© 2010 by Keen News Service. All rights reserved.

—  John Wright

Prop 8 oral arguments are today, but if you’re not a lawyer it ‘might be like watching paint dry’

Ken Upton
Ken Upton

With DADT repeal all but dead, we turn our attention to California, where oral arguments are set today in the federal challenge to Proposition 8.

We’ve got a full preview and viewer’s guide over on the main page, and the two-hour proceedings will be broadcast live on the CSPAN website beginning at noon Dallas time.

But we also inquired of Ken Upton, a senior staff attorney at Lambda Legal in Dallas, as to what he’ll be looking for this afternoon. Here’s what Upton said:

I’ll be particularly interested in the panel’s questions surrounding standing (the constitutional principle that says only people actually affected or injured by the dispute have a right to litigate it, not people who merely have an opinion about it in a general sense). Courts can be willing to turn to this doctrine when appropriate to dispose of cases they aren’t ready to decide on the merits.

As for the second session, I’m interested in how the panel reacts to the evidence at trial and what weight they choose to give it. The marriage cases that were lost (e.g., NY, WA, IN, AZ) all resulted from a court willing to allow the government to speculate about the justifications for excluding same-sex couples from marriage. The victories happened when courts required the government to give real justifications that are grounded in fact, not theories made up after the fact based on rank speculation or outdated stereotypes. That will be the key here. How will the panel treat the evidence (which was overwhelmingly supportive of striking down Prop 8)?

It will be fun to watch (for lawyers, at least — might be like watching paint dry for many non-lawyers).

—  John Wright

BREAKING: Court allows military to continue enforcing ‘don’t ask don’t tell’ pending appeal

The U.S. military can continue enforcing “don’t ask don’t tell” pending the government’s appeal of a district judge’s decision declaring the policy unconstitutional.

With one justice dissenting, a three-judge panel of the U.S. Court of Appeals for the Ninth Circuit on Monday issued a stay of the district judge’s injunction barring the military from enforcing the policy.

The appeals court had already granted a temporary stay of the injunction, but Monday’s decision extends the stay for the duration of the appeal, which will take at least several months.

Chris Geidner at Metro Weekly reports:

“In addition to the fact that this case raises ‘serious legal questions,’” the court wrote, “there are three reasons that persuade us to grant a stay pending appeal.”

The reasons included that “Acts of Congress are presumptively constitutional,” that “‘judicial deference . . . is at its apogee’ when Congress legislates under its authority to raise and support armies” and that “the district court’s analysis and conclusions are arguably at odds with the decisions of at least four other Circuit Courts of Appeal.”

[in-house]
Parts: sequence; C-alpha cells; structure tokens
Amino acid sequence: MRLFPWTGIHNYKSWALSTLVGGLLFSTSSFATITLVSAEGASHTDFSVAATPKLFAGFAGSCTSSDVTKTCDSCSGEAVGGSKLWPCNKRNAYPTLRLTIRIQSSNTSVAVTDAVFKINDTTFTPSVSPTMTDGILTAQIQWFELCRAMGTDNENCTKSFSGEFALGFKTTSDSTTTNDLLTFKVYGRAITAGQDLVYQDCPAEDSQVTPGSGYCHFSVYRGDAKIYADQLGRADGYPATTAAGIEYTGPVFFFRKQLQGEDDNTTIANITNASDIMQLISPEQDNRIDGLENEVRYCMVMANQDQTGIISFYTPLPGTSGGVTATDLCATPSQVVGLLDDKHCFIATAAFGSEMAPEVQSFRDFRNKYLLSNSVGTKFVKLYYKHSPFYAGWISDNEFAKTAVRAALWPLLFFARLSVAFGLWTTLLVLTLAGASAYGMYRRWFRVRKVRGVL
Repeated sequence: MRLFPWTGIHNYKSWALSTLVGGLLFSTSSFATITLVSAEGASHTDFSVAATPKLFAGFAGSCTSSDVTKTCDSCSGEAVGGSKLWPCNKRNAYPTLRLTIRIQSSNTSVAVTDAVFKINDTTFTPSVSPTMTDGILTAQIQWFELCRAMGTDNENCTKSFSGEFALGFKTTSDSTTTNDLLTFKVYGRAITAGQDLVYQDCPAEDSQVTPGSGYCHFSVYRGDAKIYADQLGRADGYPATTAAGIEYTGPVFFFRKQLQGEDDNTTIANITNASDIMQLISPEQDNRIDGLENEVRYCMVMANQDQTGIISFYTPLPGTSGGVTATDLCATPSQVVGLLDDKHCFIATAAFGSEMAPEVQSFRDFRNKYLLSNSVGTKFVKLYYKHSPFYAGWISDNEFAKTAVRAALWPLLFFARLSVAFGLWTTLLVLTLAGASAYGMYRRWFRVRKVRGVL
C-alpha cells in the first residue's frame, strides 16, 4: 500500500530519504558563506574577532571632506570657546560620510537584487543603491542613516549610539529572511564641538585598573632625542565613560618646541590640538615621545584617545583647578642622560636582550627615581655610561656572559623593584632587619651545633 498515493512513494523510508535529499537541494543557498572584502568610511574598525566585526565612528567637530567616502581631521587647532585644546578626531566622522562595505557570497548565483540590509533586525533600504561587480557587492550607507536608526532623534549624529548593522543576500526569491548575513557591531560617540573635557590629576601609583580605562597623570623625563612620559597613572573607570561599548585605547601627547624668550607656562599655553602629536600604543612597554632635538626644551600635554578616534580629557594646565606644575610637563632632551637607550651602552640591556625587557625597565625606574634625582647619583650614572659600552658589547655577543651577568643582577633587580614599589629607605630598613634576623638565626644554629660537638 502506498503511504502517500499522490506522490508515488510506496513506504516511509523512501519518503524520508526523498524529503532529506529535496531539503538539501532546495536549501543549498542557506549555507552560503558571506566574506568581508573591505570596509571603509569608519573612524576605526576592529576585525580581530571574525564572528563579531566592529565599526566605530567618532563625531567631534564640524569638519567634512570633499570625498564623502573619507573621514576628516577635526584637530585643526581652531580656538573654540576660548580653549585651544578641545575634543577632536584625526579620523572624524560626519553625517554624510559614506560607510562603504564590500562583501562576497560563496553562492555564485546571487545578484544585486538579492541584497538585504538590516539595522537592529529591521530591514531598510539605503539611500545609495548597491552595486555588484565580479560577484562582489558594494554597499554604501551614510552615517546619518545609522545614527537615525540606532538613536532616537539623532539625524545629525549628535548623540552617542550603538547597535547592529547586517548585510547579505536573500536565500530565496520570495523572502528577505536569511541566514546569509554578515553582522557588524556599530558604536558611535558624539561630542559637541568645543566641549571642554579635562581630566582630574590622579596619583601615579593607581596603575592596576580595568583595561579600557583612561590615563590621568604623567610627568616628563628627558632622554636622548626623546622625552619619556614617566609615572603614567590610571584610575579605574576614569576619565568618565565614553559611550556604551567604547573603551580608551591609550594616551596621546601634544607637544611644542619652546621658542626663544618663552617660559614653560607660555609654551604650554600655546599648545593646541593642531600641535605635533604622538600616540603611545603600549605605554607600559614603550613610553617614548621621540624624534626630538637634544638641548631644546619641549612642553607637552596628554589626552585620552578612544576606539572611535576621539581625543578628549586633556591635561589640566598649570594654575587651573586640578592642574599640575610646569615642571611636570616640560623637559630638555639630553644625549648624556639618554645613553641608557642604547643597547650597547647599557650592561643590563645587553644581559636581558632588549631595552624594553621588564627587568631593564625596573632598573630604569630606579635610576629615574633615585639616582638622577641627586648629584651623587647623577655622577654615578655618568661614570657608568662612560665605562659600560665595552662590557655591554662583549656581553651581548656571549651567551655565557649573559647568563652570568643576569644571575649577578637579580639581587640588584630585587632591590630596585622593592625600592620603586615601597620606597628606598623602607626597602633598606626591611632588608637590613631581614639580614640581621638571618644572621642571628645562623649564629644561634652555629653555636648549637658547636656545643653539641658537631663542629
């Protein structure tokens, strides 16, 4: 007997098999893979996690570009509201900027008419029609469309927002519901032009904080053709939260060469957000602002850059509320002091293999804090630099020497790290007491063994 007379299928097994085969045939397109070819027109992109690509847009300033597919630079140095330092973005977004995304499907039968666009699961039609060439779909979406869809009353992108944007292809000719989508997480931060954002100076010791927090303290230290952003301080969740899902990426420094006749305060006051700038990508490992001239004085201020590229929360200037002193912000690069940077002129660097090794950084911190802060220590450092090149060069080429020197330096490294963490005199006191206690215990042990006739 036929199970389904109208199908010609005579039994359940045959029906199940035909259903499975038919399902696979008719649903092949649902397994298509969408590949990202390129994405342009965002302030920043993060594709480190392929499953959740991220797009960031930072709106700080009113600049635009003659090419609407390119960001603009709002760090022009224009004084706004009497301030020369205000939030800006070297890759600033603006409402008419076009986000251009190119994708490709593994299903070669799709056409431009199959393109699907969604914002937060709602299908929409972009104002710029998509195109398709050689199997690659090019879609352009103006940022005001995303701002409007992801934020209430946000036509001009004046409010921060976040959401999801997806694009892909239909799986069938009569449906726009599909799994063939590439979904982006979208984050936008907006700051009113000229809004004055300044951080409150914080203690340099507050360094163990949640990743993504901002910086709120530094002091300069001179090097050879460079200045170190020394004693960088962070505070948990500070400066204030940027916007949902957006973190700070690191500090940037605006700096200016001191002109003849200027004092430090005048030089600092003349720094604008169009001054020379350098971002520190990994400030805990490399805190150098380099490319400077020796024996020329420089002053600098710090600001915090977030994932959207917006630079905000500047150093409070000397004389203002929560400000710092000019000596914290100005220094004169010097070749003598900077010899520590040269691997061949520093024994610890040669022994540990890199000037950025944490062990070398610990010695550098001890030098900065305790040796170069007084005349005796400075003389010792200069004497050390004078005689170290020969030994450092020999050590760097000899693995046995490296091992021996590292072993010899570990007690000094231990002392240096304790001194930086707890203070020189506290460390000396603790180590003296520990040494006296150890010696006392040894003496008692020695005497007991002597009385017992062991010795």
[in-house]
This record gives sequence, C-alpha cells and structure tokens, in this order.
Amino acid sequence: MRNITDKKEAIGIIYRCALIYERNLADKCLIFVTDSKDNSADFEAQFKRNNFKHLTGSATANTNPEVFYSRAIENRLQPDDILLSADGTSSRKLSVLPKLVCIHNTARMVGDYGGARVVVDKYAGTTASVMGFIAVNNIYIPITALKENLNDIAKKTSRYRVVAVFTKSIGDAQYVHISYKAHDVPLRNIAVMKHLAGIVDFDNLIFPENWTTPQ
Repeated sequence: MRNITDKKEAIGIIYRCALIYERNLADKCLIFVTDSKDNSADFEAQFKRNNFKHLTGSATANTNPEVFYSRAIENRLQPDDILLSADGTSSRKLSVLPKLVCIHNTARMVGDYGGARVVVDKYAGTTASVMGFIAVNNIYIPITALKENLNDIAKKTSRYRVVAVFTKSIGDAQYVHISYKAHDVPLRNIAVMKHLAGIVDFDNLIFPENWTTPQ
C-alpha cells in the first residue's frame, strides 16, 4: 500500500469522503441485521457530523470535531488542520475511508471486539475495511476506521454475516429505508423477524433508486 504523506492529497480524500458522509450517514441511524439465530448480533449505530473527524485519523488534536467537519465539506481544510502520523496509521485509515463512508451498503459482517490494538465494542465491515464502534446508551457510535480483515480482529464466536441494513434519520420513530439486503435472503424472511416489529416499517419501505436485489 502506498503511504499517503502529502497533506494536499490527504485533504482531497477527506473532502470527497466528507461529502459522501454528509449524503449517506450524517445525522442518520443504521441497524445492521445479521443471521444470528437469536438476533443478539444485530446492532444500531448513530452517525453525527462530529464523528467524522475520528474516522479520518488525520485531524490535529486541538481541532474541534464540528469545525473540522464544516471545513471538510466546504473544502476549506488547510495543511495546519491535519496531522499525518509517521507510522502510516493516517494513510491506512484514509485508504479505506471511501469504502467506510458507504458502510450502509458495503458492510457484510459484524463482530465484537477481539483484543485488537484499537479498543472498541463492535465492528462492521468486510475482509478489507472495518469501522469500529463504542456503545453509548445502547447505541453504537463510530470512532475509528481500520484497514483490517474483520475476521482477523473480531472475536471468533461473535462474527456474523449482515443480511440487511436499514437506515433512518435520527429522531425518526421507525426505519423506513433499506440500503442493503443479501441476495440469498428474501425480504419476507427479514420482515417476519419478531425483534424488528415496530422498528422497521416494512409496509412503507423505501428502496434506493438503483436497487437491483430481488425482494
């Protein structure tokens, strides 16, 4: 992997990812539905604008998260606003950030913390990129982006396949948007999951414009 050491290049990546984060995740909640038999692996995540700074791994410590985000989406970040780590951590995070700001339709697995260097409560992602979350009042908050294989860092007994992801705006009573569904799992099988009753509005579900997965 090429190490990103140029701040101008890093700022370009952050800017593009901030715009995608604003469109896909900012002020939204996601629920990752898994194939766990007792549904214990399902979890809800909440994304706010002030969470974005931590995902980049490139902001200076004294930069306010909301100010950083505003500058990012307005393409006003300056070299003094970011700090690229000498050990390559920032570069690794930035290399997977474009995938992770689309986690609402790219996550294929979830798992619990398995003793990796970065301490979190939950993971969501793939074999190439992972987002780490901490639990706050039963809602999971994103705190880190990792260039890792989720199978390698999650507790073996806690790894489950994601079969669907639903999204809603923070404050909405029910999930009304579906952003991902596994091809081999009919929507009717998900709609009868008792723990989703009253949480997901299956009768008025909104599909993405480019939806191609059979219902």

Dan Woods, an attorney for the plaintiffs in Log Cabin Republicans v. United States, issued the following statement:

“The court’s ruling is a disappointment not only to us, but also to all homosexual servicemembers who bravely put themselves in harm’s way so that we can all enjoy the constitutional rights and freedoms that they themselves are being denied. The decision only slows the day when military service will be available to all Americans, regardless of sexual orientation, who want nothing more than to serve their country honorably and patriotically. We will continue to fight on for the constitutional rights of these Americans and look forward to a favorable decision on the merits of the appeal. Meanwhile, we will discuss the court’s order with our client to determine whether we will ask for a review of the order by the U.S. Supreme Court.”

R. Clarke Cooper, executive director of Log Cabin, said in a statement, “Log Cabin Republicans is disappointed that ‘Don’t Ask, Don’t Tell’ will continue to burden our armed forces, undermine national security and limit the freedom of our men and women in uniform. Despite this temporary setback, Log Cabin remains confident that we will ultimately prevail on behalf of servicemembers’ constitutional rights. In the meantime, we urge President Obama to use his statutory stop-loss power to halt discharges under this discriminatory and wasteful policy. The president claims to want to see ‘Don’t Ask, Don’t Tell’ ended. It is time that he stop talking and start working to make a real difference for gay and lesbian Americans by pushing for repeal when Congress returns.”

—  John Wright

D-NY to DOJ: Military bias merits no appeal!

"Don't Ask, Don't Tell" is wrong for our national security and inconsistent with the moral foundation upon which this country was founded.  For months we've worked together to repeal it.  Last month, we experienced an important victory.  A federal court judge in California declared the "Don't Ask, Don't Tell" policy unconstitutional, saying it has had a "direct and deleterious effect" on our military.  I couldn't agree more.  That's why I teamed up with Senator Mark Udall of Colorado to write a letter to the Department of Justice urging Attorney General Holder not to appeal this ruling in court.  Now I need you to stand with us and call on Attorney General Holder not to appeal this ruling.  Because of the work we've done together over the past year and a half, we are closer than ever to repealing this dangerous policy.  This ruling only gets us closer and it's imperative that it stand.  Click here to help repeal "Don't Ask, Don't Tell."  Senator Udall and I are urging the Department of Justice to let the court ruling stand, and we need your support.  "Don't Ask, Don't Tell" is an immoral policy that hurts our military readiness.  Since DADT began in 1993, we've lost more than 13,000 men and women to this policy.  That's 13,000 too many.  We must not lose one more brave gay or lesbian service member to this destructive policy.  It is unconstitutional and the federal court ruling should stand.  Click here to help repeal "Don't Ask, Don't Tell."  Senator Udall and I are urging the Department of Justice to let the court ruling stand, and we need your support.  Stand with us and urge Attorney General Holder not to appeal this important ruling. While Congress will still need to repeal DADT, this is an extremely important step forward in affirming the civil rights of gays and lesbians. Our government should not be challenging it.  Thanks for your ongoing support on this issue.  Sincerely,  Kirsten Gillibrand